50°49′35″N 0°08′05″W / 50.8264°N 0.1347°W / 50.8264; -0.1347 (14 Grand Parade)
14 Grand Parade, Brighton (IoE Code 480755).jpg Amon Henry Wilds and Charles Busby probably designed this building in about 1825. It has three stucco-clad storeys with a single window to each; no original glazing survives. The entrance is set under an arch and has an architrave and fanlight. The windows are set in a semicircular bay which rises through all three floors. There is a slate mansard roof with a dormer window. [99][104]
17 Grand Parade[A] Brighton
50°49′35″N 0°08′05″W / 50.8264°N 0.1346°W / 50.8264; -0.1346 (17 Grand Parade)
17 Grand Parade, Brighton (IoE Code 480754).jpg Rising to four storeys and dating from about 1815, this mid-terrace stuccoed house shares characteristic features with its neighbours: bow windows with three lights, a cast iron balcony and a panelled door in a doorcase topped by a cornice. "An attractive Georgian reinterpretation of Classical motifs" is achieved here and elsewhere on Grand Parade. [99][102]
[105]
18 and 19 Grand Parade[A] Brighton
50°49′34″N 0°08′05″W / 50.8262°N 0.1348°W / 50.8262; -0.1348 (18 and 19 Grand Parade)
18 and 19 Grand Parade, Brighton (IoE Code 480757).jpg Attributed to Amon Henry Wilds and Charles Busby and dating from the mid-1820s, these two houses are distinguished by enormous Doric pilasters forming an arcade above a doorcase in a similar style (fluted Doric columns with a Greek-style moulded entablature). The four-storey stuccoed buildings have rustication at ground-floor level. The windows are set into large segmental bays. Cast iron balconies span the façade at first-floor level. [99][100]
[102][106]
[107]
20–22 Grand Parade[A] Brighton
50°49′34″N 0°08′05″W / 50.8261°N 0.1348°W / 50.8261; -0.1348 (20–22 Grand Parade)
20–22 Grand Parade, Brighton (IoE Code 480756).jpg These three four-storey houses of the early 19th century are partly spanned by a parapet which hides their tiled roofs (number 22 has a cornice instead). Each building has a full-height bay, but their styles vary: segmental and wide at number 20, canted and narrower at number 21, and a combination of both at number 22. Each has a first-floor balcony; that at number 22 also has a concave canopy. [102][108]
23 Grand Parade[A] Brighton
50°49′34″N 0°08′06″W / 50.8260°N 0.1349°W / 50.8260; -0.1349 (23 Grand Parade)
23 Grand Parade, Brighton (IoE Code 480758).jpg The exterior of this three-storey house of the 1820s is painted brick. A single dormer window rises from the tiled roof, and there is one three-light window to each storey—all set into a full-height segmental-arched bay. The 19th-century panelled door is set beneath an arched doorcase. [102][109]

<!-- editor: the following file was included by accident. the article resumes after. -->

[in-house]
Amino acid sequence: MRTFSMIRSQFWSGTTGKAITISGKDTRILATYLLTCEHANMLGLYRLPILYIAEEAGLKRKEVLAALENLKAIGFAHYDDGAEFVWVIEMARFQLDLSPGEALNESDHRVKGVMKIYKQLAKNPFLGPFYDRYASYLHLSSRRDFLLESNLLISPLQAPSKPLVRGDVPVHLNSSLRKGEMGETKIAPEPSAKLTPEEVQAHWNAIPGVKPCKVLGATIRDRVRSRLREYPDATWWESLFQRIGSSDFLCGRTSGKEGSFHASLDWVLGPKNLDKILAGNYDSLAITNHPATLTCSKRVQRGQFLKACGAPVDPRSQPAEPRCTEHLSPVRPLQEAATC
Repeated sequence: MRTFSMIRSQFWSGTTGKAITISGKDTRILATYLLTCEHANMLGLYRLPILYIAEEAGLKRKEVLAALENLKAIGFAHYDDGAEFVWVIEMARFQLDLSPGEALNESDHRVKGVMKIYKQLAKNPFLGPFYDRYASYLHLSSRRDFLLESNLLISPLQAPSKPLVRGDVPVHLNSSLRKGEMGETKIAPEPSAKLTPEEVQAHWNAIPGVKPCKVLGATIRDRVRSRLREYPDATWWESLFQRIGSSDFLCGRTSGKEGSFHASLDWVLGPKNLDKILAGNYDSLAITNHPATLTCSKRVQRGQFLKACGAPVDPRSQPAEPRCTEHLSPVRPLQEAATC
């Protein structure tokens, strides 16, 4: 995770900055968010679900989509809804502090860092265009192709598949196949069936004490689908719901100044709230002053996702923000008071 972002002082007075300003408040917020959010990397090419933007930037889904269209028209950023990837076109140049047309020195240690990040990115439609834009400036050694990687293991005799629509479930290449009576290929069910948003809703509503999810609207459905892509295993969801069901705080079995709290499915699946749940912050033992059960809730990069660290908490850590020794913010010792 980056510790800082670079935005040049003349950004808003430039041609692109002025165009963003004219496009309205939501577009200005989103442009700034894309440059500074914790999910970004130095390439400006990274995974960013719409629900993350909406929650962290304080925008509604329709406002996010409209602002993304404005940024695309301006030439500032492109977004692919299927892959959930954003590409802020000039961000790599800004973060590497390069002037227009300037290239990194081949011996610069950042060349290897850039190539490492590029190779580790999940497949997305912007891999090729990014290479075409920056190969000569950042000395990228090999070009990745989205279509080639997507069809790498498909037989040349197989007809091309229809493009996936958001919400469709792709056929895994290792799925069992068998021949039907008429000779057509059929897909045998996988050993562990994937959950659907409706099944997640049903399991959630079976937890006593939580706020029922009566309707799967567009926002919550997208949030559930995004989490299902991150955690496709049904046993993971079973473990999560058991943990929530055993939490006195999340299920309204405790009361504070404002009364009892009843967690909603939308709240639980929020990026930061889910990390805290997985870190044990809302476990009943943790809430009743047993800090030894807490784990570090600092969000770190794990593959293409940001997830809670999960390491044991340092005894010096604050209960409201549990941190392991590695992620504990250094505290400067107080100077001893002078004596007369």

26 and 27 Grand Parade[A] Brighton
50°49′33″N 0°08′06″W / 50.8258°N 0.1350°W / 50.8258; -0.1350 (26 and 27 Grand Parade)
26 and 27 Grand Parade, Brighton (IoE Code 480759).JPG These houses stand on a corner site next to Morley Street, which leads to the inner suburb of Carlton Hill. Number 26 is taller (at four storeys) and stuccoed, while number 27 has three storeys and a dormer window in its slate roof and has painted brick and stuccoed walls. Rustication is visible at ground-floor level. Both houses have full-height segmental bays and arched doorways with pilasters. [102][110]
30 Grand Parade Brighton
50°49′32″N 0°08′07″W / 50.8256°N 0.1352°W / 50.8256; -0.1352 (30 Grand Parade)
30 Grand Parade, Brighton (IoE Code 480760).JPG Now in commercial use and with 20th-century shopfront and dormer window additions, this was originally a house at the start of the 19th century. The façade is of tarred cobblestones with some painted brickwork, and has two windows to each of the two floors above the shopfront, which has a stepped entrance. [102][111]
31–35 Grand Parade[A] Brighton
50°49′32″N 0°08′07″W / 50.8256°N 0.1352°W / 50.8256; -0.1352 (31–35 Grand Parade)
31–35 Grand Parade, Brighton (IoE Code 480761).jpg This five-house terrace dates from the early 19th century. The ground floors are stuccoed and, except at number 33 (which has two further stucco-clad storeys), there are two storeys of tarred cobbled walls above. The windows have painted brick surrounds. Number 33 also has a 19th-century shopfront; on the other houses, rustication decorates the ground-floor walls. The houses have segmental bay façades. [102][112]
37 Grand Parade Brighton
50°49′31″N 0°08′07″W / 50.8253°N 0.1353°W / 50.8253; -0.1353 (37 Grand Parade)
37 Grand Parade, Brighton (IoE Code 480762).jpg Another early-19th-century terraced house which has entered commercial use, this three-storey building has dormer windows in its roof (partly obscured by a parapet) and bay windows at first-floor level. There are original sash windows with elaborate friezes above. [102][113]